Rankings open rift in Oxbridge

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The Independent Online
Oxford and Cambridge universities were yesterday locked in a dispute over which had come top in the most extensive university research rankings carried out in Britain.

Oxford was top of the list for the highest average score for each of its researchers in the exercise, but it entered a smaller proportion of dons.

The London School of Economics produced its own league table to show that if Cambridge's decision to enter 98 per cent of dons were taken into account, it would come top. In the same table the London School of Economics was second and Oxford, which entered 91 per cent of its dons, third.

The assessment of 50,000 academics' research will be used to distribute pounds 700m to university departments next year. Those with the lowest ratings will receive no money from the Higher Education Funding Council's research budgets.

A spokeswoman for Cambridge said they were pleased with the results: "In many ways, we have done better than Oxford. It depends how you look at the figures. We have encouraged heads of department to put in as many people as possible."

But a spokeswoman for Oxford said: "We are quite happy about the way in which we put our entry together. Our figures hold up pretty well. We are very pleased the results of the exercise confirm the range and strength of Oxford's research and the international standing of the university."

Universities were allowed to choose what proportion of academics they entered for the exercise but those not included will not be eligible for funding. Some put prestige before funding.

Warwick, which came fourth in the LSE table, pointed out that only two other universities beside itself - Cambridge and the LSE - submitted almost all their staff.

The old universities dominated the top places, as they did when the last exercise was carried out four years ago. Among provincial universities, Bath and Warwick did best. But the new universities, which were polytechnics until four years ago, improved their performance, with an increase in the number of departments reaching the grades at which most work must be of national excellence from 96 to 351.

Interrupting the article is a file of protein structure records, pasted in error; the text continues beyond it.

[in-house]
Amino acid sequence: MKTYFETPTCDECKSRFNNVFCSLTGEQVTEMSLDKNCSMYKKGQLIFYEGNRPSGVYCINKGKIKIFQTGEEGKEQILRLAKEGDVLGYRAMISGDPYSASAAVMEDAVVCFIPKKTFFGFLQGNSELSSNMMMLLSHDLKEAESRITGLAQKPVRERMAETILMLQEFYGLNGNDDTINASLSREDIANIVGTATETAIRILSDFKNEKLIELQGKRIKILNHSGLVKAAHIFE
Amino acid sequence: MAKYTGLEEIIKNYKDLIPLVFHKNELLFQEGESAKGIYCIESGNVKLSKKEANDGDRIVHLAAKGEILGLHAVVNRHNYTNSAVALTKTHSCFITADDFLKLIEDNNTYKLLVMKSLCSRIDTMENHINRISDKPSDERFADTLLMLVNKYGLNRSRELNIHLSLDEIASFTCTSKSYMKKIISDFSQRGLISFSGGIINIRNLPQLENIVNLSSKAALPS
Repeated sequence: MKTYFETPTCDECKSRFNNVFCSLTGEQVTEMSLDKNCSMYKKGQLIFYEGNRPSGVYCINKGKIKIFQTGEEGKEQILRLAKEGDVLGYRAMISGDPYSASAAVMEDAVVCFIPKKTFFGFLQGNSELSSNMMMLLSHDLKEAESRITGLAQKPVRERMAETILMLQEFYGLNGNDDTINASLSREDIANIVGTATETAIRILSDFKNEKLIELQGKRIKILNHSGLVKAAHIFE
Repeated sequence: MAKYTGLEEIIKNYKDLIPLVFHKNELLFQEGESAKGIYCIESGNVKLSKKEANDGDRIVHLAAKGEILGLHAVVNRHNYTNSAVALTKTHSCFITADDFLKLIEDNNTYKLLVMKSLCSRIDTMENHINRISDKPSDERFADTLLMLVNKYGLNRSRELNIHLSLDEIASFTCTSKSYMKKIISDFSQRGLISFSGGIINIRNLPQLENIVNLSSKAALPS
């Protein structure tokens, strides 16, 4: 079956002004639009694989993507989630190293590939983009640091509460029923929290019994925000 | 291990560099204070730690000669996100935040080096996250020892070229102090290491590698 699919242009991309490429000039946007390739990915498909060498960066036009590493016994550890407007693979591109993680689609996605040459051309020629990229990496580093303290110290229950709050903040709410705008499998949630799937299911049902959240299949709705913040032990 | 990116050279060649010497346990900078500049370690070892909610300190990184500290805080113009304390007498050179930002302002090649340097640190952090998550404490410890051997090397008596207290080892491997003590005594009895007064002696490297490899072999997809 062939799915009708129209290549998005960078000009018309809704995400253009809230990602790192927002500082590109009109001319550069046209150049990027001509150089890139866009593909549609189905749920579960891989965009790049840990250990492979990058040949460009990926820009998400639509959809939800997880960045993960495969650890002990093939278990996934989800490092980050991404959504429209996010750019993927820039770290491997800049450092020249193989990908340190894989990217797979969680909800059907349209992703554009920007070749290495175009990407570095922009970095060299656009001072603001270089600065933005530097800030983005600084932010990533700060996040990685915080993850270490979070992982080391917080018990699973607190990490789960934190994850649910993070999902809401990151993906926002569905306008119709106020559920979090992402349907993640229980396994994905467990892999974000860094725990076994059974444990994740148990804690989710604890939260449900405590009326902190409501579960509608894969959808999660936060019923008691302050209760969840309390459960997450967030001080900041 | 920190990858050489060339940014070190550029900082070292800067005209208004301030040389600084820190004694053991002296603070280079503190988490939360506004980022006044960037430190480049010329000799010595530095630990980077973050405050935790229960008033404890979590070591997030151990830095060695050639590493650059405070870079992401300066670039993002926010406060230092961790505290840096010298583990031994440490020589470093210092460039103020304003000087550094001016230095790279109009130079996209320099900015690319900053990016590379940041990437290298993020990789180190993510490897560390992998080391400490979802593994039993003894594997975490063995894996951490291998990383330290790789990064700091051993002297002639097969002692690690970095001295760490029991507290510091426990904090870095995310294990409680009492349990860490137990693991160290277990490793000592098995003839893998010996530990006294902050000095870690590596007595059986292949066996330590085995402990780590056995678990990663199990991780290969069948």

The new universities of Westminster, Portsmouth, Thames Valley, East London and Liverpool John Moores received top grades for some work. Sheffield Hallam had the highest rating of the new universities.

In traditional universities, the number of departments reaching standards of international excellence in at least some areas increased sharply.

Professor Brian Fender, the funding council's chief executive, said: "International excellence is not concentrated in tiny numbers of universities and colleges. The best universities have improved their international standing. Many other institutions have also performed impressively by identifying and building on their strengths."

The Funding Council meets next month to decide how to distribute research funds. It already concentrates most research money on a comparatively small number of universities.

Gillian Shephard, the Secretary of State for Education, has suggested the concentration might increase.

But Professor Fender said the aim was for the country to fund the best possible research for the money: "If it turns out that we could fund that better by a more concentrated distribution than is the case at the moment then why not? But the evidence doesn't point in that direction."